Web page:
Design Hints

Turn Contemporary into Country

Learn how to overcome style differences when implementing a primitive look in a newer home that was built with a more modern design.

Design Hints

James and Khristopher Eberhardts' dream house is a historic post-and-beam saltbox, common in New England states, but their Goodyear, Arizona, choices were limited to stucco facades and Southwestern flourishes in conventional-looking subdivisions. How do you redo a ranch in the desert into a prim charmer? "I try to mimic a post-and-beam type look but accentuate some of the angles of the room," James explains. Explore some examples from their living room to help you begin:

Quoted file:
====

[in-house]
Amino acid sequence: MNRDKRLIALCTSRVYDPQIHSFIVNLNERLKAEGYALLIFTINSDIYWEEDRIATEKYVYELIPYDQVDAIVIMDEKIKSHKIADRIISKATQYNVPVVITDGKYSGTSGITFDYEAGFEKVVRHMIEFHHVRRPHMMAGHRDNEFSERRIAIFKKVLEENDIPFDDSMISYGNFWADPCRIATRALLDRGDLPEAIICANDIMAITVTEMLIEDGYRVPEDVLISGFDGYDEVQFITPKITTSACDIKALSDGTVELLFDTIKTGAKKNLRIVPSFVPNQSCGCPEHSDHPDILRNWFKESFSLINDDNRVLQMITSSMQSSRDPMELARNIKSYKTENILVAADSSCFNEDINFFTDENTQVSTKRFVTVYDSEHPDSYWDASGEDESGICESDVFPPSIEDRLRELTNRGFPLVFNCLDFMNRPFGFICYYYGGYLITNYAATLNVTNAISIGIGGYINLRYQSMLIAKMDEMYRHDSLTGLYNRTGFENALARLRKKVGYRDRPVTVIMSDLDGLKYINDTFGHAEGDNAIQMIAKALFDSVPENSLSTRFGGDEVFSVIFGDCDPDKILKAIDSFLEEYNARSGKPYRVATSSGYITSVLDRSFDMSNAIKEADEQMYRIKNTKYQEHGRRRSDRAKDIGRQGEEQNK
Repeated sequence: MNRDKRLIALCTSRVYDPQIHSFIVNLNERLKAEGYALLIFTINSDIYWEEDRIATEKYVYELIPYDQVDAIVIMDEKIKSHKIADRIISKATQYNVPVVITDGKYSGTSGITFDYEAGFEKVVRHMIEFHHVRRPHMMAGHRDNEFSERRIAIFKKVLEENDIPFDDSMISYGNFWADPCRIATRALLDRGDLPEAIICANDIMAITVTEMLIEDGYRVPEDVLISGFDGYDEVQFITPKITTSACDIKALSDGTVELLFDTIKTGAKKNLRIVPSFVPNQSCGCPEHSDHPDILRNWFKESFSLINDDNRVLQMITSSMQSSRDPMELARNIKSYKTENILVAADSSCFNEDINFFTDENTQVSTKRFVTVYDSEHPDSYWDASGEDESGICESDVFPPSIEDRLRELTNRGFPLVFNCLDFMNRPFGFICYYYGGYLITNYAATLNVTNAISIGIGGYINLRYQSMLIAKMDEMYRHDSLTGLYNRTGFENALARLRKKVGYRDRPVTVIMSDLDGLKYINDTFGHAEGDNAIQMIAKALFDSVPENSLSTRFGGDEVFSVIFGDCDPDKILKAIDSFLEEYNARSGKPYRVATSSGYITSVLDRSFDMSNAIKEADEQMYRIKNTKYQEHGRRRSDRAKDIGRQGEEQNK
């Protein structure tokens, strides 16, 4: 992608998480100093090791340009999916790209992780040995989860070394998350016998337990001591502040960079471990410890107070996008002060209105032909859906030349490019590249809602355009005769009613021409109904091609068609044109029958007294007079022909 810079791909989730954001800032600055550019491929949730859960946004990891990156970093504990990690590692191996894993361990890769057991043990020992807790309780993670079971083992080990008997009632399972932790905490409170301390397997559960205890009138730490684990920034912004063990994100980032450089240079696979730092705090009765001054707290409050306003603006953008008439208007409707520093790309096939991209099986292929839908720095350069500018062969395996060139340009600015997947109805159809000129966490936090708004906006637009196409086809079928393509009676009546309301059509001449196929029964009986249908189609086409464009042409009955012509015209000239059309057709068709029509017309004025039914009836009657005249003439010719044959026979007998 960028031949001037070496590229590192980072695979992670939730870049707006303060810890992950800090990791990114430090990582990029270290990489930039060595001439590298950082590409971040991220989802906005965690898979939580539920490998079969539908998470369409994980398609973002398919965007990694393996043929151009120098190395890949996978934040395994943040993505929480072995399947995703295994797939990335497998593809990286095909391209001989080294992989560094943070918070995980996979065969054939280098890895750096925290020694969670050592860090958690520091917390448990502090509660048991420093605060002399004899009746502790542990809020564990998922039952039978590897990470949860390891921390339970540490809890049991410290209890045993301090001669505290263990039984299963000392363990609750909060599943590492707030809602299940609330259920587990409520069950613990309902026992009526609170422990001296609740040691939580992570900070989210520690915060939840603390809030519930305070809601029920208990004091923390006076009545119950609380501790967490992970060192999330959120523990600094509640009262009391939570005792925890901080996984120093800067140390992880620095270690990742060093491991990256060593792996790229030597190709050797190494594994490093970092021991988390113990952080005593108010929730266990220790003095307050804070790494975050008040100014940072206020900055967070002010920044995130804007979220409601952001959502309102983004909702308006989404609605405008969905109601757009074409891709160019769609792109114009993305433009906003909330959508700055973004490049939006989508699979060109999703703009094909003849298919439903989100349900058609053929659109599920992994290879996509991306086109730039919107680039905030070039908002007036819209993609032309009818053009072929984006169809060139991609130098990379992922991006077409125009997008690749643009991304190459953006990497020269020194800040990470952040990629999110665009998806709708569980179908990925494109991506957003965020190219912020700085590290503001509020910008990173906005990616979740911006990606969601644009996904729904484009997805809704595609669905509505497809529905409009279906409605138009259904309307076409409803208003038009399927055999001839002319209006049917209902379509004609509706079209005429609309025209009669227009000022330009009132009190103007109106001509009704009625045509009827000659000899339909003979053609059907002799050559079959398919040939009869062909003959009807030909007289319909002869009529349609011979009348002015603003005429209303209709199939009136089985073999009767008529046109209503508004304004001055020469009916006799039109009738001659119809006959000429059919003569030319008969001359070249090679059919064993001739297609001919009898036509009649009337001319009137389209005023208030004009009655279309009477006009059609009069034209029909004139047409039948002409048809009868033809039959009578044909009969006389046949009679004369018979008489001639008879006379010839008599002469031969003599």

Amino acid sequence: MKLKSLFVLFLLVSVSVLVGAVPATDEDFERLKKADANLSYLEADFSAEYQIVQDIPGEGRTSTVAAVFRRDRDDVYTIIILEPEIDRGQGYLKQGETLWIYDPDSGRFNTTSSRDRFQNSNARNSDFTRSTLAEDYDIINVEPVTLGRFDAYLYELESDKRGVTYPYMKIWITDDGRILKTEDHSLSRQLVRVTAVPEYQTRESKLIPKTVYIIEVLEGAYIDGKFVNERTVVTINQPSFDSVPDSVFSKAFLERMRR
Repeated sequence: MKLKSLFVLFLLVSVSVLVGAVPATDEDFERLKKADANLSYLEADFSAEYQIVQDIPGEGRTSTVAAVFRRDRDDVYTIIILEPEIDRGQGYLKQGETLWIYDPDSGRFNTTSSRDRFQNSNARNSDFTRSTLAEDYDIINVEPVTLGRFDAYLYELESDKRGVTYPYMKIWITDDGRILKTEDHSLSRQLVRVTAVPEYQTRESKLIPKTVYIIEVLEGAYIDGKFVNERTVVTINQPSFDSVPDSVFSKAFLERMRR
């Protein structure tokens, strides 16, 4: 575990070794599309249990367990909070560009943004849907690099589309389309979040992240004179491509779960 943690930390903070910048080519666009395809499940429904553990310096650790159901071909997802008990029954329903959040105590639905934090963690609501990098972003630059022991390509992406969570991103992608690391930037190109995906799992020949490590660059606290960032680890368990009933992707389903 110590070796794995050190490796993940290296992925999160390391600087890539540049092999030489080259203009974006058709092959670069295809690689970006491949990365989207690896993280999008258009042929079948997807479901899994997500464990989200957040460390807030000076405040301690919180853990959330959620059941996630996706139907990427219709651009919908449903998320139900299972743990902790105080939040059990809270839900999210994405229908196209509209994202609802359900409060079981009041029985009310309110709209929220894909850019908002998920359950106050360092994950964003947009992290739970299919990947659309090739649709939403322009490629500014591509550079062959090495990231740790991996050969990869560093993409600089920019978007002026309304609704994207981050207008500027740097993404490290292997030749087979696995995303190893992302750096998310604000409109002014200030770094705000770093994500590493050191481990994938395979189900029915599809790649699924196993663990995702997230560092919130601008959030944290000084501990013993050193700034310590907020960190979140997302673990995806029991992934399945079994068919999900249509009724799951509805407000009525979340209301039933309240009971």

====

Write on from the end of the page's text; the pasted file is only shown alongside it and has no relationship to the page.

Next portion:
* Use What You Have. Cover a flooring style mismatch, like the white tile that's a desert mainstay because of its cooling properties, with an abundance of braided rugs. Cap window blinds with swags or gauzy cottage curtains.
* Light the Way. Dot your room with tin lanterns or candle lamps, and consider replacing overhead fixtures with vintage or reproduction designs. The warm glow from a lamp can help set a vibe, especially when ceiling lights are not in use.
* Work with Wood. Clad one or more walls in shiplap, choosing either premade sheets sold at home improvement stores or hand-cut boards like James did. Mount peg rails to host prim accessories, and swap out average trim for a more historical silhouette to outline doors, windows and ceilings.
* Go Big and Bold. Draw attention to a handful of oversize pieces and organized collections. James strives for balance, hanging prim children's portraits over checked chairs topped with matching textiles. The cabinet in the corner draws attention thanks to brightly colored boxes, and a large rocking horse sweetens the scene.

Written by Pamela Dittmer McKuen
Photographed by Gridley + Graves